What the U.S. Can Learn From China’s Economic Recovery

What the U.S. Can Learn From China’s Economic Recovery
People wearing face masks to protect against the coronavirus ride an escalator at a shopping and office complex in Beijing, July 16, 2020 (AP photo by Mark Schiefelbein).

The last time the global economy cratered, in the fall of 2008 in the wake of an American banking crisis, it was China that set the pace—both in insulating itself from most of the damage, and in generating enough new demand in its own economy to prevent a far worse downturn than the already terrible recession suffered in much of the rest of the world.

Even now, years later, the scale of China’s response back then is poorly understood. As the economic historian Adam Tooze recounted in his 2019 book, “Crashed: How a Decade of Financial Crises Changed the World,” the Chinese state directed roughly $1.2 trillion in stimulus between 2010 and 2012 at just one modest-sized province—Hubei, with a population of 57 million people, modest by China’s standards. “Taken at face value,” Tooze writes, “this meant that a single Chinese province with a population the size of the UK and a GDP the size of Greece was engaging in a program of investment larger than any stimulus ever attempted in the United States.”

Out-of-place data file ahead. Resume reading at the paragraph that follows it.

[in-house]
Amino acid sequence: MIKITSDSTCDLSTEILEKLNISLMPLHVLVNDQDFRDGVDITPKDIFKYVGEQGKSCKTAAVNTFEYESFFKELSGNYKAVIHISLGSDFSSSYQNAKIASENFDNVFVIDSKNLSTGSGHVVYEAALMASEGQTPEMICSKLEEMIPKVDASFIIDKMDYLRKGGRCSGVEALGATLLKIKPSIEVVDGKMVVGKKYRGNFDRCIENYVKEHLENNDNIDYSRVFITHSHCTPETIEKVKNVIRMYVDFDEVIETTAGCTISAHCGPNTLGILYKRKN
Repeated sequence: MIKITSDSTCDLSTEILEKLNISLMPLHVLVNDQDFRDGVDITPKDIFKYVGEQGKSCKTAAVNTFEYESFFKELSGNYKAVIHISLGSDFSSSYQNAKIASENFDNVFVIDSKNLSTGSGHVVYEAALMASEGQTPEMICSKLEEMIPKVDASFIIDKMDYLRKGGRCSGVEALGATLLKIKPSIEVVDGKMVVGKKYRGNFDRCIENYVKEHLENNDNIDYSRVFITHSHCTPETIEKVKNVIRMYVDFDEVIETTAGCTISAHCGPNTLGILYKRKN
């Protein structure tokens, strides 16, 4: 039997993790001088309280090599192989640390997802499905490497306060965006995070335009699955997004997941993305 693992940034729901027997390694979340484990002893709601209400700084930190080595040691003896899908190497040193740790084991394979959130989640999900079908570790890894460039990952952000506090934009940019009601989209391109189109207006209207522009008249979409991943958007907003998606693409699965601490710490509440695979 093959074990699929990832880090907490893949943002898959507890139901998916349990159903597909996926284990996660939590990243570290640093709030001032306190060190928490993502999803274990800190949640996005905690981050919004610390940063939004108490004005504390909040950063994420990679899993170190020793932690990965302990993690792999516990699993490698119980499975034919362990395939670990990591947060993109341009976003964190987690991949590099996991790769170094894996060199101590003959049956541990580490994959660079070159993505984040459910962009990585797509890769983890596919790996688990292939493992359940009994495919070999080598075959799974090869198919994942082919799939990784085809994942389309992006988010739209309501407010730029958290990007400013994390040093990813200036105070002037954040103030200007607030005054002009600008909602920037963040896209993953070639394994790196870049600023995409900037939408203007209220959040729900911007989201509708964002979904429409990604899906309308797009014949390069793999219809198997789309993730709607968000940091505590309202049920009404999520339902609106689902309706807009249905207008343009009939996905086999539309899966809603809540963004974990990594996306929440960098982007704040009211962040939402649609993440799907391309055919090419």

Famously, China’s emergency investment program poured extraordinary sums into a national infrastructure plan, extending its world-leading high-speed rail network and adding to the massive quantity of new roads and airports it has built in the past generation. But that is far from all. Much less well known outside of China is the way it took advantage of this crisis to invest in its own people—meaning in public welfare, especially targeting lower income groups and the outright poor. According to Tooze, China also built 2,000 new county-level hospitals and 5,000 township clinics, while also extending national health insurance coverage from 30 percent to 90 percent of the rural population, building an impressive stock of new low-cost housing, and putting spending money in the pockets of ordinary people.

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